Presidential candidate Pete Buttigieg and artist Lizzo were in the CBS This Morning green room together, so co-host Gayle King asked Mayor Pete, “Have you had any DNA tests lately?”
“Have you had any DNA tests lately?” King asked Buttigieg, referencing a line from Lizzo’s song “Truth Hurts.”
“Yes, and I am 100% that nominee to lead the way into the future,” he said to laughter from the room.
Lizzo almost cut off the South Bend mayor, expecting him to repeat the actual line in her song, which is: “I just took a DNA test, turns out I’m 100% that b****.”
King also asked both Buttigieg and Lizzo, who was named Entertainer of the Year by Time Magazine, to describe themselves in three words. “Standing near Lizzo, right now,” Buttigieg said.
“Glamorous, talented and booty-ful,” Lizzo said.
Thursday is the final day for Democratic presidential candidates to qualify for the next debate, which is one week from today in Los Angeles. So far only seven candidates have done so, including Mayor Pete Buttigieg, who is surging in recent polling. In Iowa, he’s in a tight race with the top candidates, and a poll in New Hampshire has him leading.
CBS News reports, “While new polls have Buttigieg leading the field in New Hampshire and with the top candidates in Iowa, he has polled low among black voters. The candidate said he’s found that a lot of voters, particularly African Americans, sometimes feel “taken for granted by the Democratic Party.”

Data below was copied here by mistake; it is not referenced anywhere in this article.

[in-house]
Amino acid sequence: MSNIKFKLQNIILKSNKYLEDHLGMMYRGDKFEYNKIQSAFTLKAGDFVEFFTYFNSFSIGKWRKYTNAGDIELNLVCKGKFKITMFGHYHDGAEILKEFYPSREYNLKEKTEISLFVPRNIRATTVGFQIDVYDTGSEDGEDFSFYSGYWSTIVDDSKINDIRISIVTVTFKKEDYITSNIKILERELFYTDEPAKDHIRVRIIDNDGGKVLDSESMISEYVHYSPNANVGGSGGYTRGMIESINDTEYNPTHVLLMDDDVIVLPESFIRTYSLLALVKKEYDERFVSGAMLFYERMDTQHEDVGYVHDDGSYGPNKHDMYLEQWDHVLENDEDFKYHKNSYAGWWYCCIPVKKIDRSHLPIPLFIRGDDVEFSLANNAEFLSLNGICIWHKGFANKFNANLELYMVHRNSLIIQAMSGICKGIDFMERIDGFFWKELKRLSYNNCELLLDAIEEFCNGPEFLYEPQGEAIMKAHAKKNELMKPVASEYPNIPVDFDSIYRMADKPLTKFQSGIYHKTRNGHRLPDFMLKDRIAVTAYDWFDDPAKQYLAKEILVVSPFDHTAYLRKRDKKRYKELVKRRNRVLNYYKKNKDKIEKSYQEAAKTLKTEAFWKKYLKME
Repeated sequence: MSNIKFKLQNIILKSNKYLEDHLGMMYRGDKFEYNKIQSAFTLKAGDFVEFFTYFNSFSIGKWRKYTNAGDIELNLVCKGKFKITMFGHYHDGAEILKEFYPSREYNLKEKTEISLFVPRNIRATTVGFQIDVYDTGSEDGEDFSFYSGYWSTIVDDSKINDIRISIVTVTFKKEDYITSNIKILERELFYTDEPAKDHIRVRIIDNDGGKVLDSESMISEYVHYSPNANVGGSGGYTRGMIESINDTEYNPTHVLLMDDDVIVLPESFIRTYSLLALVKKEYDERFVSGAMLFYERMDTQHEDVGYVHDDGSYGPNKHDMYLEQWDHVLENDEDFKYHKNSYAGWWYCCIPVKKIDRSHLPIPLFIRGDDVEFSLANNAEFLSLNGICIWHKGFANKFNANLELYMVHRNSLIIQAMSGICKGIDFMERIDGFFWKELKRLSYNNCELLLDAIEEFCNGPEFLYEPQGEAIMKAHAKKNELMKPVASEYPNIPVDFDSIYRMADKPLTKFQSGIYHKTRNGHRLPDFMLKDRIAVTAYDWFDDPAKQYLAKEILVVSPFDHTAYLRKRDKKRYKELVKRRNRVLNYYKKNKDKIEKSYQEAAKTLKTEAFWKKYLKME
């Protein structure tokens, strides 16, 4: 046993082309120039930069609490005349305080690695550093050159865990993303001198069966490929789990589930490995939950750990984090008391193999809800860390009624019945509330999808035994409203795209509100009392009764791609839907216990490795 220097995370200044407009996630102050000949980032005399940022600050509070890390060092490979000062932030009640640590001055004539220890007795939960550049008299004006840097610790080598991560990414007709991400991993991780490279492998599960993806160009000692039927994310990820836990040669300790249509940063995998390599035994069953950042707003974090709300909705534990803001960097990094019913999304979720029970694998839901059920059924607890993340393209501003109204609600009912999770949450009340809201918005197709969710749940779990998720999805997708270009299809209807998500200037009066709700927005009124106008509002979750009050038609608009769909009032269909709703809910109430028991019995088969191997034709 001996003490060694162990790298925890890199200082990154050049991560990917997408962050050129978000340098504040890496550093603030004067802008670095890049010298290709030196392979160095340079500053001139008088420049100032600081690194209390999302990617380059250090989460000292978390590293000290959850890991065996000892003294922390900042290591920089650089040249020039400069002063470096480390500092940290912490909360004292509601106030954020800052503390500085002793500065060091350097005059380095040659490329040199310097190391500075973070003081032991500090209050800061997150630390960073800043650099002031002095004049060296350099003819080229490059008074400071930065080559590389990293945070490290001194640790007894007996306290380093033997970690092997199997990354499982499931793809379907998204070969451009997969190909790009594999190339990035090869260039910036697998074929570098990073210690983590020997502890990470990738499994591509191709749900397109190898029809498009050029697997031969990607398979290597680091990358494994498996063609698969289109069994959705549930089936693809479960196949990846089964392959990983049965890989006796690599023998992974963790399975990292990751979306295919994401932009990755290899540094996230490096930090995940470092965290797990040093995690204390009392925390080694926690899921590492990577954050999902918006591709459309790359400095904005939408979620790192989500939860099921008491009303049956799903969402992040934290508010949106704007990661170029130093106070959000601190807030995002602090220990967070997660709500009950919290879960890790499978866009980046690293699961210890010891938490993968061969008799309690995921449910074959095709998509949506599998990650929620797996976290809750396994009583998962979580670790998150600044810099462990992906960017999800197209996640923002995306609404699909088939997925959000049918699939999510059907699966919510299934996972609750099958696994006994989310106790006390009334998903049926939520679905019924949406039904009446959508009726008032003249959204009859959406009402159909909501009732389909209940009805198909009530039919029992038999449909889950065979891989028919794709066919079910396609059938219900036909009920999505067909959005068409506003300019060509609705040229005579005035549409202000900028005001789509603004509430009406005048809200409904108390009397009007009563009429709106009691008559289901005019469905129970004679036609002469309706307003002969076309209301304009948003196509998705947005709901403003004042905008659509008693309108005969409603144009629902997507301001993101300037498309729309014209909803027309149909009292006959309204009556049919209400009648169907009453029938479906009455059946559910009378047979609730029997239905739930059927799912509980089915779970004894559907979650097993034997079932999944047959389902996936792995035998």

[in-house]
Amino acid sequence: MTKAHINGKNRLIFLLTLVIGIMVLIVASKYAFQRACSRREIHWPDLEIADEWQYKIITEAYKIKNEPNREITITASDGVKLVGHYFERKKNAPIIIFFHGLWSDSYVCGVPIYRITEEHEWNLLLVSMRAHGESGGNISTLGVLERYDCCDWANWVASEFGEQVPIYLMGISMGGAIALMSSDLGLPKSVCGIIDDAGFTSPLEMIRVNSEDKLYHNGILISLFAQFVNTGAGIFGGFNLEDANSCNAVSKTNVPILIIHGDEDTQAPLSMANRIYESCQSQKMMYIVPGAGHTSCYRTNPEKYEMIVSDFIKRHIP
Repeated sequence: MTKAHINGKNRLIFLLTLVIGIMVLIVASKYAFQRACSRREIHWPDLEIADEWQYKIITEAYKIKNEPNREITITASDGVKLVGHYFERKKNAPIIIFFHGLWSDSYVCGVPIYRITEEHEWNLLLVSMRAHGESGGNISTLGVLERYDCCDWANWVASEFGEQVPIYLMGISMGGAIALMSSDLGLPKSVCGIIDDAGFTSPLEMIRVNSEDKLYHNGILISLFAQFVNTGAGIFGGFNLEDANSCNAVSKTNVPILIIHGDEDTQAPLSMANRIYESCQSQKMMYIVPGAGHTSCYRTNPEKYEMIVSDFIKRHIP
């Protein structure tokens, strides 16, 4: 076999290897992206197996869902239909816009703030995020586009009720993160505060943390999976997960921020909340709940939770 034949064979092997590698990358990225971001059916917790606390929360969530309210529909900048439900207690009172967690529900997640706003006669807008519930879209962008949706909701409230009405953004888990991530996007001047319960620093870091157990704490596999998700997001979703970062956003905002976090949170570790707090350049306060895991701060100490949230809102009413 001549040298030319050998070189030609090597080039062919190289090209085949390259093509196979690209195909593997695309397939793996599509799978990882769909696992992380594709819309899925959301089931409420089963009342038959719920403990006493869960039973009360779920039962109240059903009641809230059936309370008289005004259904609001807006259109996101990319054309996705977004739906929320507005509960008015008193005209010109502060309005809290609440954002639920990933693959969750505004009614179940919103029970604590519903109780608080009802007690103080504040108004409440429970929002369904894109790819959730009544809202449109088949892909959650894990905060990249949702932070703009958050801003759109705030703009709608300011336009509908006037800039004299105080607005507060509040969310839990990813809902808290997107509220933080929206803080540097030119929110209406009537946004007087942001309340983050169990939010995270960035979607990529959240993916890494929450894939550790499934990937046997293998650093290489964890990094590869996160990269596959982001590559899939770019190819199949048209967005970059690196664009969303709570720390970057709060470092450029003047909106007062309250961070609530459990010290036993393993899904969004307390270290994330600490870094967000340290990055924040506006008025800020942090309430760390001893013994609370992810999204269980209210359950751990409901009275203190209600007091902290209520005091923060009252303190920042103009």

“When you show up and you’re new on the scene, as opposed to having had years or even decades in Washington, you got a lot more work to do to earn that trust,” Buttigieg said. “When you talk in particular to African American women, who have been the backbone of the party in so many ways … there’s a lot of skepticism of the new person showing up.”
Asked how he plans to increase his support in that voter block, he said he would point to things he has done in South Bend that could be done on the national level to improve people’s lives.
“For example, we’ve got a lot of challenges around housing right now as a country,” he said. “In South Bend, I directed resources to low-income and mainly minority neighborhoods to improve the quality of life there. When we look at the national picture for African Americans, we see a wealth gap and an income gap. We need economic empowerment. At home, we worked to make sure that we reduced unemployment, reduced poverty, and had a lot of show for it.”
He said that when he talks to voters, they “want to know what’s in your heart.”
“So the biggest thing I have to convey is how my makeup, my being, my faith teaches me my responsibility to make sure that I’m lifting up those who have so often been excluded in our society and our politics,” he said.